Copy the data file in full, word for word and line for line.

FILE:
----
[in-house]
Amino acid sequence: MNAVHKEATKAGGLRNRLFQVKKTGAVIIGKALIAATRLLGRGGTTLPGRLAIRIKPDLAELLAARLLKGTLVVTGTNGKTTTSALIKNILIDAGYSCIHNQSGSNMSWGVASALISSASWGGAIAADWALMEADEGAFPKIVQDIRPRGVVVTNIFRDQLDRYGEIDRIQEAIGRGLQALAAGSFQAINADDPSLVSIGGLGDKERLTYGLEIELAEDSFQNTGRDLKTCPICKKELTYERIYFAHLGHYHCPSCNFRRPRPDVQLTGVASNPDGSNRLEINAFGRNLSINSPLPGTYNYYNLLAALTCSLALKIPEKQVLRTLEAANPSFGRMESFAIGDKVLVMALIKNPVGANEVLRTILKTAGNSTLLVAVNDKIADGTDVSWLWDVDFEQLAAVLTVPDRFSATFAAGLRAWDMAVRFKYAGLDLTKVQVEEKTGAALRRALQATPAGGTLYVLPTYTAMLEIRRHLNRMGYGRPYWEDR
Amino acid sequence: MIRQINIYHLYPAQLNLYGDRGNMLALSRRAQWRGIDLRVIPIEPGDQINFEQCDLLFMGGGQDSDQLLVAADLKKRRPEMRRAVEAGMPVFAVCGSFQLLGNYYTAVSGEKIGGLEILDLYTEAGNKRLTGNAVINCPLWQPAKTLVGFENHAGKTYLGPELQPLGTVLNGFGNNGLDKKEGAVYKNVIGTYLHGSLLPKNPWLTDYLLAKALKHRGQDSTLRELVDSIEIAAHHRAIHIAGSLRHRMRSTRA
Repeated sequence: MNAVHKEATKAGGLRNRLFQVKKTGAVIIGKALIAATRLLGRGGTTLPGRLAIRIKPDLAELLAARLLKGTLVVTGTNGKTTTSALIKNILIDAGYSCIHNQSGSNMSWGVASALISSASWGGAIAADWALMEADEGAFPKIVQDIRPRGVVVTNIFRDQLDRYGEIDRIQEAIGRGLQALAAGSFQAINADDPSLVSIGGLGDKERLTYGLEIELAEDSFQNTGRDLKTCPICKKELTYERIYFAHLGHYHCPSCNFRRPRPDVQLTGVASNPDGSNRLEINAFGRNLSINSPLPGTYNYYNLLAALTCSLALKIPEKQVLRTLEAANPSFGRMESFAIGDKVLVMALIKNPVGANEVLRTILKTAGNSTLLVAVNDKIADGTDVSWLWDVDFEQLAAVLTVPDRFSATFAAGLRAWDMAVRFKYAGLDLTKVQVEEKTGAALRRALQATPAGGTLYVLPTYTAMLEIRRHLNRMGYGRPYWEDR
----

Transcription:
[in-house]
Amino acid sequence: MNAVHKEATKAGGLRNRLFQVKKTGAVIIGKALIAATRLLGRGGTTLPGRLAIRIKPDLAELLAARLLKGTLVVTGTNGKTTTSALIKNILIDAGYSCIHNQSGSNMSWGVASALISSASWGGAIAADWALMEADEGAFPKIVQDIRPRGVVVTNIFRDQLDRYGEIDRIQEAIGRGLQALAAGSFQAINADDPSLVSIGGLGDKERLTYGLEIELAEDSFQNTGRDLKTCPICKKELTYERIYFAHLGHYHCPSCNFRRPRPDVQLTGVASNPDGSNRLEINAFGRNLSINSPLPGTYNYYNLLAALTCSLALKIPEKQVLRTLEAANPSFGRMESFAIGDKVLVMALIKNPVGANEVLRTILKTAGNSTLLVAVNDKIADGTDVSWLWDVDFEQLAAVLTVPDRFSATFAAGLRAWDMAVRFKYAGLDLTKVQVEEKTGAALRRALQATPAGGTLYVLPTYTAMLEIRRHLNRMGYGRPYWEDR
Amino acid sequence: MIRQINIYHLYPAQLNLYGDRGNMLALSRRAQWRGIDLRVIPIEPGDQINFEQCDLLFMGGGQDSDQLLVAADLKKRRPEMRRAVEAGMPVFAVCGSFQLLGNYYTAVSGEKIGGLEILDLYTEAGNKRLTGNAVINCPLWQPAKTLVGFENHAGKTYLGPELQPLGTVLNGFGNNGLDKKEGAVYKNVIGTYLHGSLLPKNPWLTDYLLAKALKHRGQDSTLRELVDSIEIAAHHRAIHIAGSLRHRMRSTRA
Repeated sequence: MNAVHKEATKAGGLRNRLFQVKKTGAVIIGKALIAATRLLGRGGTTLPGRLAIRIKPDLAELLAARLLKGTLVVTGTNGKTTTSALIKNILIDAGYSCIHNQSGSNMSWGVASALISSASWGGAIAADWALMEADEGAFPKIVQDIRPRGVVVTNIFRDQLDRYGEIDRIQEAIGRGLQALAAGSFQAINADDPSLVSIGGLGDKERLTYGLEIELAEDSFQNTGRDLKTCPICKKELTYERIYFAHLGHYHCPSCNFRRPRPDVQLTGVASNPDGSNRLEINAFGRNLSINSPLPGTYNYYNLLAALTCSLALKIPEKQVLRTLEAANPSFGRMESFAIGDKVLVMALIKNPVGANEVLRTILKTAGNSTLLVAVNDKIADGTDVSWLWDVDFEQLAAVLTVPDRFSATFAAGLRAWDMAVRFKYAGLDLTKVQVEEKTGAALRRALQATPAGGTLYVLPTYTAMLEIRRHLNRMGYGRPYWEDR